This week we celebrated my mother’s 74th birthday. She is someone who has many friends and no enemies. She taught me to believe in myself beyond reason, always do my best, and never burn bridges. She left Ireland at 18 to train as a nurse in England and then went on to study midwifery in Scotland. When she started that journey she had never seen a telephone and knew very little about the world outside her small village. A story she told me about something that happened years later has reminded me that we can always make a difference.
My mom had only been in Canada for a few weeks and was working as a nurse. As a midwife trained in the farmlands of Scotland she knew a lot about pregnant women. And on one particular night shift a couple of days before Christmas, she knew that her patient, and her unborn child, needed help.
She called the patient’s doctor and told him that he needed to come back to the hospital to assess her. He told my mom that he knew what he was doing and he didn’t need to come back in.
Then my mom called the on-call doctor but his line was busy.
Her co-workers told her not to worry. She had done her job and called the doctor. But she didn’t see it that way. It wasn’t just about doing her duty, it was about doing her best.
That’s when my mother, a young Irish immigrant only in the country and in the job a few weeks, did something remarkable. She marched down to the hospital manager and told her that unless there was a surgeon in the hospital who could deliver a baby, she would have to get the on-call doctor onto the premises as soon as possible.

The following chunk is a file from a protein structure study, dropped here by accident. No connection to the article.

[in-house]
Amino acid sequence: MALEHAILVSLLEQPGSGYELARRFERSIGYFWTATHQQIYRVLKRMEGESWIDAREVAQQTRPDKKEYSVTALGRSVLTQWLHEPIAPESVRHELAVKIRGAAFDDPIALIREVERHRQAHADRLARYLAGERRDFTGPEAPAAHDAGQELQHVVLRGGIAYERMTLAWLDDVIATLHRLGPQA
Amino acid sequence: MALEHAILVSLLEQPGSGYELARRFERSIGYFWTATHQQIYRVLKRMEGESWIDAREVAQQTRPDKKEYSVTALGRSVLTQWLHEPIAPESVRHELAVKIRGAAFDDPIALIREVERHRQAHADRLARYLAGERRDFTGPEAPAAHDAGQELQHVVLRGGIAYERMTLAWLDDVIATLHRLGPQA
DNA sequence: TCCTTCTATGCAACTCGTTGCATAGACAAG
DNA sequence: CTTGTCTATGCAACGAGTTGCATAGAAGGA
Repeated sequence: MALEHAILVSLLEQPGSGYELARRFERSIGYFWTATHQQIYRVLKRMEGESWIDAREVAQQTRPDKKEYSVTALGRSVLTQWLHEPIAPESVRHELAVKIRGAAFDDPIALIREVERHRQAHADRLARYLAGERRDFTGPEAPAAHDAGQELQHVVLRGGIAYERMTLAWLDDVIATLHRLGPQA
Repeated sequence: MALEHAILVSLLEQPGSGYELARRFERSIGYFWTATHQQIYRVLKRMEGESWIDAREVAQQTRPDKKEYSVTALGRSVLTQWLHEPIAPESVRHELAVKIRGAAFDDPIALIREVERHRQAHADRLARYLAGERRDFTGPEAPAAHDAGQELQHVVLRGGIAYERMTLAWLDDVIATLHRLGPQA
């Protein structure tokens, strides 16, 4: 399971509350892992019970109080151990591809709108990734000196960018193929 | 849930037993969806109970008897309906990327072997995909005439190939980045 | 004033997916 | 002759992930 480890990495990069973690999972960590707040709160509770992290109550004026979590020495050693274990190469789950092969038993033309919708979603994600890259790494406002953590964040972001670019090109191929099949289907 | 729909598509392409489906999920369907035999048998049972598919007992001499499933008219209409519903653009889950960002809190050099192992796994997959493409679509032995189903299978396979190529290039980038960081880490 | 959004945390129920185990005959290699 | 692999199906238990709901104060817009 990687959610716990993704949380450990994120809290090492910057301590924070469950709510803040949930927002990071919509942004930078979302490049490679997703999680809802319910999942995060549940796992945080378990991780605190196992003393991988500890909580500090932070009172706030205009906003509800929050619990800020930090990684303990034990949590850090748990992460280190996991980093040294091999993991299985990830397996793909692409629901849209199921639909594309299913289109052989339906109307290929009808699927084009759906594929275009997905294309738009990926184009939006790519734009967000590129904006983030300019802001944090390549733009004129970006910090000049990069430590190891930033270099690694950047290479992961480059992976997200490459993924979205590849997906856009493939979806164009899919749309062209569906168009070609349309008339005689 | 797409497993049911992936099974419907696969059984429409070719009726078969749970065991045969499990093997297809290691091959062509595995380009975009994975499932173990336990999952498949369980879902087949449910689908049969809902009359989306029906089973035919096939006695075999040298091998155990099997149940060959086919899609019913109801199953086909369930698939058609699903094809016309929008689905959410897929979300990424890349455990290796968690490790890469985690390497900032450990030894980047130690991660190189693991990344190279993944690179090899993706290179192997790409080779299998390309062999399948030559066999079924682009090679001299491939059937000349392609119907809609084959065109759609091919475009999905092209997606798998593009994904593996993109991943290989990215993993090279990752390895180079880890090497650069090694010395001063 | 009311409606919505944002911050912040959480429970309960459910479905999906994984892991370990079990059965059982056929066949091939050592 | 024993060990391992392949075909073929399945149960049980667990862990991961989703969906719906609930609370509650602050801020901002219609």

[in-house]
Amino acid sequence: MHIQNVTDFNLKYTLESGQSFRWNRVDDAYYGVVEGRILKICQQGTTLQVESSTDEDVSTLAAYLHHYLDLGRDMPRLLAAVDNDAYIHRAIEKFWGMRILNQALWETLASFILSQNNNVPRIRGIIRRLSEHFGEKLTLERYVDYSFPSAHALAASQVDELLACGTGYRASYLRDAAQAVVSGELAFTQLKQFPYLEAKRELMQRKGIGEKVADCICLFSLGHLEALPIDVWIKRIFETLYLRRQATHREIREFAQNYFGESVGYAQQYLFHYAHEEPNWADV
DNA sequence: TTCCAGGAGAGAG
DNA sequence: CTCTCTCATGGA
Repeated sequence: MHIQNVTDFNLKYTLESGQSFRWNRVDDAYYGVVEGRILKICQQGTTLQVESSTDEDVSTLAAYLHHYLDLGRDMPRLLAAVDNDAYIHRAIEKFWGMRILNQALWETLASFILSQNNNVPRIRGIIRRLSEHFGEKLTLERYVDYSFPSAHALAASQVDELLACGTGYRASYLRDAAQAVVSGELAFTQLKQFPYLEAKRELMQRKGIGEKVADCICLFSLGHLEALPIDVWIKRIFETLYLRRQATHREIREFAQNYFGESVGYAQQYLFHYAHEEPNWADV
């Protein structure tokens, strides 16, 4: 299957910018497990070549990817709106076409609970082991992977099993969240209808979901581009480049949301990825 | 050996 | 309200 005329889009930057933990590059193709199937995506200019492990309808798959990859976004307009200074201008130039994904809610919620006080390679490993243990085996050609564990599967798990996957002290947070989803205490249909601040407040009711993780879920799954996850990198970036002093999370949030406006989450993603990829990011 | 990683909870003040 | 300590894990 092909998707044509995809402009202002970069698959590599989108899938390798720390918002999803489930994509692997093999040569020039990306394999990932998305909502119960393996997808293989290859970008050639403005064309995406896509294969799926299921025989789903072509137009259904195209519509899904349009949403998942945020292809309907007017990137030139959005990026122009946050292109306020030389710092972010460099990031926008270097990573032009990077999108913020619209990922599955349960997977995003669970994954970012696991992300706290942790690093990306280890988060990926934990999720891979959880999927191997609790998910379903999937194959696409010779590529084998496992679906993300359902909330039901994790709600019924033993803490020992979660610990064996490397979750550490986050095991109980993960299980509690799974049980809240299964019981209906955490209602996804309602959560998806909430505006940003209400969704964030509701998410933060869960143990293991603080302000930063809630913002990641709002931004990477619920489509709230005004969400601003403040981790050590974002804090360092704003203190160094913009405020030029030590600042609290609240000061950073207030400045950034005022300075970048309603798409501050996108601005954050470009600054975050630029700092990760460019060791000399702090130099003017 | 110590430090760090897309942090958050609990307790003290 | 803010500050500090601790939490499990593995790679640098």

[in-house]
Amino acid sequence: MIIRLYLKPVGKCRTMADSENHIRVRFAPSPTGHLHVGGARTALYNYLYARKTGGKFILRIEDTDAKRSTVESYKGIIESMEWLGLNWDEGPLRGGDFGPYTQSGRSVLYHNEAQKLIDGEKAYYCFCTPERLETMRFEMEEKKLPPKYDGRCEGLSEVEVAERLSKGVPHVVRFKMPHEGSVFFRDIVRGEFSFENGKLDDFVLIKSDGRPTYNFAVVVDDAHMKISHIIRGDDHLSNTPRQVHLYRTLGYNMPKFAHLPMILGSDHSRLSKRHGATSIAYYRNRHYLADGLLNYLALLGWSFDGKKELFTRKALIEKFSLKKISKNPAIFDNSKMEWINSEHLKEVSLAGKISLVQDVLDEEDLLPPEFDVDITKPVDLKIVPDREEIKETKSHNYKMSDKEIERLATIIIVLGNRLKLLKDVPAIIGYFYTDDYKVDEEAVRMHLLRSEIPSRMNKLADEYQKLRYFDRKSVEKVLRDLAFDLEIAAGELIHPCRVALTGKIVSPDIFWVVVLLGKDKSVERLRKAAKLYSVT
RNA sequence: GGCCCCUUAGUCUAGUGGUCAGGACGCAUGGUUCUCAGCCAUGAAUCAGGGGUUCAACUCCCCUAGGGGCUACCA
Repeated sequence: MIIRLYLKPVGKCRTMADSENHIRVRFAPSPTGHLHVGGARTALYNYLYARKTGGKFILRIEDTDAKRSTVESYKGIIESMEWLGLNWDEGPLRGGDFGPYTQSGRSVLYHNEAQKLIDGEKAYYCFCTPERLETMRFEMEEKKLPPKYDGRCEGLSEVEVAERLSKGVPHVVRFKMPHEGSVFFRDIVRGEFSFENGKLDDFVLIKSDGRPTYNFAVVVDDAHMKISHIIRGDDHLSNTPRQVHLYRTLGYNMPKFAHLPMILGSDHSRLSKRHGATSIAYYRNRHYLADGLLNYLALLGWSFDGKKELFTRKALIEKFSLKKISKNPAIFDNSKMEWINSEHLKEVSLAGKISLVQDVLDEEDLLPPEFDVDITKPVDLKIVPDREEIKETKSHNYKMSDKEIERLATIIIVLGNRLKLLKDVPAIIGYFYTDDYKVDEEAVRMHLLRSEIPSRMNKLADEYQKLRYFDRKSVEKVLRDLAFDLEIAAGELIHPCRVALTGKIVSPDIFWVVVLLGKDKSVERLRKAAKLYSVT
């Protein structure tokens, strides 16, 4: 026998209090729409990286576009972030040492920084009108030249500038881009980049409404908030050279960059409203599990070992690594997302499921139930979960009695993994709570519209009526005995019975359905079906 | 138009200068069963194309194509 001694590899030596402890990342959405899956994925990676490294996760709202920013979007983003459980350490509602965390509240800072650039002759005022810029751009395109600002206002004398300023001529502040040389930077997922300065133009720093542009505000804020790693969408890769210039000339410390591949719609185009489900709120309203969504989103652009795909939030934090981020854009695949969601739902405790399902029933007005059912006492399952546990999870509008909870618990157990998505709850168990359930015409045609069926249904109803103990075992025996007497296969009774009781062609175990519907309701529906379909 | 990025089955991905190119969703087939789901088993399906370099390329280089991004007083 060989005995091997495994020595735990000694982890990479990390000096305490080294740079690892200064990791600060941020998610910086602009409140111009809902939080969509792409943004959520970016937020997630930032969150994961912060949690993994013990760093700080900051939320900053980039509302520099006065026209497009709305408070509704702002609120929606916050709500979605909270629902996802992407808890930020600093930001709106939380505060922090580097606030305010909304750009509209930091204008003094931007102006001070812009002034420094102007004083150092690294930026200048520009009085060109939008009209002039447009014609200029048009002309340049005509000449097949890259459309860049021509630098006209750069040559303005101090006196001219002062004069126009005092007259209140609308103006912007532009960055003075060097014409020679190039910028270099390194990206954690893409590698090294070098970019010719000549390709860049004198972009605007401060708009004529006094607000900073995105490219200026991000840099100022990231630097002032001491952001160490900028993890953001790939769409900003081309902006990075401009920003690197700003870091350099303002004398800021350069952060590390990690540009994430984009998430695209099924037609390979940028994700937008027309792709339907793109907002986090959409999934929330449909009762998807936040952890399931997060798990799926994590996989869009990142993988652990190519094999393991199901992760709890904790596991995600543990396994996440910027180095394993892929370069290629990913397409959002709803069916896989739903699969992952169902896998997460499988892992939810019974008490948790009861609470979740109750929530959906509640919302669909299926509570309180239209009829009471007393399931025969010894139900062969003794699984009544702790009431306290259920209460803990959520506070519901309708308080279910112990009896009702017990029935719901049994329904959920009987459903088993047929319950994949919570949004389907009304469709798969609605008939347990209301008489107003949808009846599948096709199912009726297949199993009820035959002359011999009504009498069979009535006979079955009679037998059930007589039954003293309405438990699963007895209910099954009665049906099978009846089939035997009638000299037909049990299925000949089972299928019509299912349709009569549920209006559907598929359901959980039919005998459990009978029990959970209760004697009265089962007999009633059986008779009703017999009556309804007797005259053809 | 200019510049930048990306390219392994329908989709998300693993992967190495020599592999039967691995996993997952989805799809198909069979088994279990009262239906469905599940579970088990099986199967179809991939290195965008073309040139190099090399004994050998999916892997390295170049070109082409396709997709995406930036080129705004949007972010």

The hospital manager, who was scared out of her wits, sent a police cruiser to the on-call doctor’s house where it was discovered that his young children had the phone off the hook.
The on-call doctor came back to the hospital with the police, saw the patient, and went straight into the operating room to perform an emergency C-section.
A few hours later the doctor said he wanted to see my mother. She wondered whether her stay at this hospital might be shorter than she had planned.
He called her into his office and said, “Fifteen more minutes and that baby would have been gone. You did a great job. Thank you.”
As a mom of three young kids myself, I’ve often thought about that baby, who would be a few years older than me. Someone who has lived and loved and probably has a family of their own. All because my mother didn’t stop until she had done what she thought was right.
I am so proud of my mother and I hope this birthday is the beginning of a year full of love, luck and laughter for her.
As Howard Schultz, founder of Starbucks, once said, “At an early age, my mother gave me this feeling that anything is possible, and I believe that.” May we all remember that anything is possible if we believe in ourselves and do what we feel is right.
I’m off on an adventure for a little while and will be back to blogging shortly.
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